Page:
THE family of a Tallaght man who drowned in a lake while out golfing have made a plea to other golfers not to practise alone.
Sean Doran (65) died when he is believed to have tried to retrieve a ball from a lake on the Grange Castle Golf Course on the Nangor Road on June 11. His body was found by other golfers in a lake on the course between the third and fourth hole.
Sean had left his home in Redwood Drive, Kilnamanagh, earlier that morning to get some practice, and went to the popular course at 8.14am. He was found just over an hour later.
"He was trying to improve his game and he didn't like holding other players up, so he used to go out early," his heartbroken widow Helen told the Herald.
The first nine holes of the golf course, owned by South Dublin County Council, were closed for a time as gardai carried out an investigation into Sean's death.
However the garda investigation is now over, and it is believed Sean's death was a tragic accident.
Gardai confirmed the drowning was "not being treated as suspicious".
Sean's family are still coming to terms with his death.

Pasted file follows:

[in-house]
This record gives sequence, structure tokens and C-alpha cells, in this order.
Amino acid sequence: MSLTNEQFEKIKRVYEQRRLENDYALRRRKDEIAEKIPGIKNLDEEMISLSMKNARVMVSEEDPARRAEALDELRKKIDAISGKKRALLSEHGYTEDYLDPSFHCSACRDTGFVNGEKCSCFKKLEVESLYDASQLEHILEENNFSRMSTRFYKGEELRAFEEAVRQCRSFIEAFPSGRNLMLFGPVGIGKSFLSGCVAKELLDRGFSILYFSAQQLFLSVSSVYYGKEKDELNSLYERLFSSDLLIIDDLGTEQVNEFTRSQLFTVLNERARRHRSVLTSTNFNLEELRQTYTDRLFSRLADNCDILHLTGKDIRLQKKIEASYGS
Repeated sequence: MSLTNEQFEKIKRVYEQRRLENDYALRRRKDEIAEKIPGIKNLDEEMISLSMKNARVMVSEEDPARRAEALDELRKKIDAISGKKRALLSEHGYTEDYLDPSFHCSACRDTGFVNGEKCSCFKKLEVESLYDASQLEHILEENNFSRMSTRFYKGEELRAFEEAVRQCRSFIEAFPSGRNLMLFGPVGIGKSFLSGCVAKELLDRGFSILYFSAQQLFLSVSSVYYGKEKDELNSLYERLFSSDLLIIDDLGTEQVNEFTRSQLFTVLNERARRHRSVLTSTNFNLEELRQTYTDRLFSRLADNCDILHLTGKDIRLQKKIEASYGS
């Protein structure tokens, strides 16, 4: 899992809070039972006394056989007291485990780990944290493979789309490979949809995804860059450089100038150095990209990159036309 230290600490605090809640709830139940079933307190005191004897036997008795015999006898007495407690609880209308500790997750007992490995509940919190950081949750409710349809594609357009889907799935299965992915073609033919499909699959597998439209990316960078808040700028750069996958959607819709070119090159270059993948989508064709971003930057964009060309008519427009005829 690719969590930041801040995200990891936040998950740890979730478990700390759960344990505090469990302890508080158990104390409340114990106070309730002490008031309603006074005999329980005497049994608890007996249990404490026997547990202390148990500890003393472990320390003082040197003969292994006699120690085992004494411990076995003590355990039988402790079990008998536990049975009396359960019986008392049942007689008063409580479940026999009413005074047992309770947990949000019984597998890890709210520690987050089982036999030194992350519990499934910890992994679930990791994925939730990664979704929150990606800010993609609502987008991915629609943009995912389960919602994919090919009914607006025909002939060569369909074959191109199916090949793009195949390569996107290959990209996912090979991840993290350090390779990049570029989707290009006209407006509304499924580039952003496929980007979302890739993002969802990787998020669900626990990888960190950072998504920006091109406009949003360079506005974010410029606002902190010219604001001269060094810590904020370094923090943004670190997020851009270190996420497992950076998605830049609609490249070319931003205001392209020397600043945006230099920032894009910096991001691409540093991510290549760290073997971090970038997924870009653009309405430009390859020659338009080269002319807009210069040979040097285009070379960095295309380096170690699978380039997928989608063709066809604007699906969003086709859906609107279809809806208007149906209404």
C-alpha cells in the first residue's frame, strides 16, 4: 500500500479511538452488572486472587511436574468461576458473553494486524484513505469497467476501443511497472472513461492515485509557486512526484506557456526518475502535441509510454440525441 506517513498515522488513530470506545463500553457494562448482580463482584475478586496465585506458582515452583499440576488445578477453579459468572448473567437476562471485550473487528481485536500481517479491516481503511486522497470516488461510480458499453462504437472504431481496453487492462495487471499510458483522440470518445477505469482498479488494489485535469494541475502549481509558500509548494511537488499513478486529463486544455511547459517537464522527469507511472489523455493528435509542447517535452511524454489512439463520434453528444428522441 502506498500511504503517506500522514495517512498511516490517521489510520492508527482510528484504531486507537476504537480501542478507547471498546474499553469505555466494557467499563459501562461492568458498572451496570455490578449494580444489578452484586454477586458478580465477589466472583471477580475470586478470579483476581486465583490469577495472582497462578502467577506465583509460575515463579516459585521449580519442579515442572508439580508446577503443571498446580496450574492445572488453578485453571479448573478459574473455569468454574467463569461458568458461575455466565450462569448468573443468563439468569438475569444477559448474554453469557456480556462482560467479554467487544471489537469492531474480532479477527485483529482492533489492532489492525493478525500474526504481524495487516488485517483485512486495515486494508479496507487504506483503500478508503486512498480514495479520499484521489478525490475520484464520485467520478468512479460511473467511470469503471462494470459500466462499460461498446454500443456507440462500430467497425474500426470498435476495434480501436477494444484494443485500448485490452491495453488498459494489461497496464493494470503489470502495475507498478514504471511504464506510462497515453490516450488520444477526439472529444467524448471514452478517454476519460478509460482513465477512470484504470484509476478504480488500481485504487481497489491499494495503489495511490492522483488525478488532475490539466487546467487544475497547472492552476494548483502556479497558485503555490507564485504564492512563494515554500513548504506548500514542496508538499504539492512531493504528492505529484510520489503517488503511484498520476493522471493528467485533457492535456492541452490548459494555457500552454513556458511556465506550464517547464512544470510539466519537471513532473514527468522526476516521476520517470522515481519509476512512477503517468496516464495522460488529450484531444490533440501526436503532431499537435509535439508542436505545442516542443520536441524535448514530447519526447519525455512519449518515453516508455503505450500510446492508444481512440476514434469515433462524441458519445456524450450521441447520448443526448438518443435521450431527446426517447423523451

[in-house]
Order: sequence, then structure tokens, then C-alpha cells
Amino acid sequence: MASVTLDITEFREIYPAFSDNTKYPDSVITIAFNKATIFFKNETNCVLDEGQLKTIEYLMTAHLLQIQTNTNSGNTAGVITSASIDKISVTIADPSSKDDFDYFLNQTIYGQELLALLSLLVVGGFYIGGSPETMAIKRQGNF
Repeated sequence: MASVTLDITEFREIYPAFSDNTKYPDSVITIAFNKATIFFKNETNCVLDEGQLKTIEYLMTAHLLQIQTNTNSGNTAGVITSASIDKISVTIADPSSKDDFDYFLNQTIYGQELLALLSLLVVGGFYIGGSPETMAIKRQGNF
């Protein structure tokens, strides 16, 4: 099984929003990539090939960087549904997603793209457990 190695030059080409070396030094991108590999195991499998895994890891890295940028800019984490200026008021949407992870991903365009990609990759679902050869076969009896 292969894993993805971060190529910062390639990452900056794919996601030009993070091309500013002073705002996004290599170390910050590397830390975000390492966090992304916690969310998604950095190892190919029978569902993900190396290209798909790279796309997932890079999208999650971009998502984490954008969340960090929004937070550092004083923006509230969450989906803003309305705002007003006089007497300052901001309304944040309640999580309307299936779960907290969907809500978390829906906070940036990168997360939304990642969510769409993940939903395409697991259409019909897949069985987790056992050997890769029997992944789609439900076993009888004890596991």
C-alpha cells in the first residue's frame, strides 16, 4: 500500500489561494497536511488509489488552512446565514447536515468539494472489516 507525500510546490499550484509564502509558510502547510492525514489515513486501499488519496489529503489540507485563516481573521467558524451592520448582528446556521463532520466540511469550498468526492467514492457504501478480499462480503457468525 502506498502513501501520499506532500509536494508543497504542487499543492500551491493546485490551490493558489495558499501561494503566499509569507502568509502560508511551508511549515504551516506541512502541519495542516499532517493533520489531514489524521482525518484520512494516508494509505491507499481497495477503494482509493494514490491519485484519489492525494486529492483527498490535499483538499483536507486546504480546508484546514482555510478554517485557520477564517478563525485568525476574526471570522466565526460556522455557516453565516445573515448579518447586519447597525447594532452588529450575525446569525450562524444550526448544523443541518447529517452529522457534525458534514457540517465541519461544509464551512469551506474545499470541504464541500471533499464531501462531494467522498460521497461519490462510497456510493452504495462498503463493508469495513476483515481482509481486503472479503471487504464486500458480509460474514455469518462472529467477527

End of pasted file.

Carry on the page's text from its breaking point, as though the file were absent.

"We would urge anybody who plays or practises golf alone to now make sure they have somebody with them at all times," said Helen.
As well as the risk of a fall into a water obstacle, Sean's son David stressed that a golfer could have a medical emergency such as a heart attack.
"It's better to play a game with somebody because the alarm can be raised much more quickly," he said.
Sean, who loved his four cats, had only retired six weeks before his death, and worked with An Post and the Olympic Oil company.
"He wasn't a great golfer, and he was always tweaking his game," smiled Helen.
Sean's son Ronan described how his dad was once practising in the back garden.
"He took a swing and the club flew out of his hands and into the neighbour's garden, and another time a ball ended up in a neighbour's bathroom," he remembered with good humour.
Sean's family described him as a "mischievous man".
"He was a big Dubs supporter, and whenever they would win a game he would cut the reports out of the paper and post them in the letterbox of a Cork lad down the road," smiled Ronan.
Sean and Helen had only started using the free travel that he had gained on reaching 65, and had plans to travel around Ireland.
"The whole street was in shock when Sean died, and everyone has been so kind. There is a great community spirit here," said Helen.
"We are also very pleased that Grange Castle has offered to plant a tree or erect a bench in Sean's memory," she added.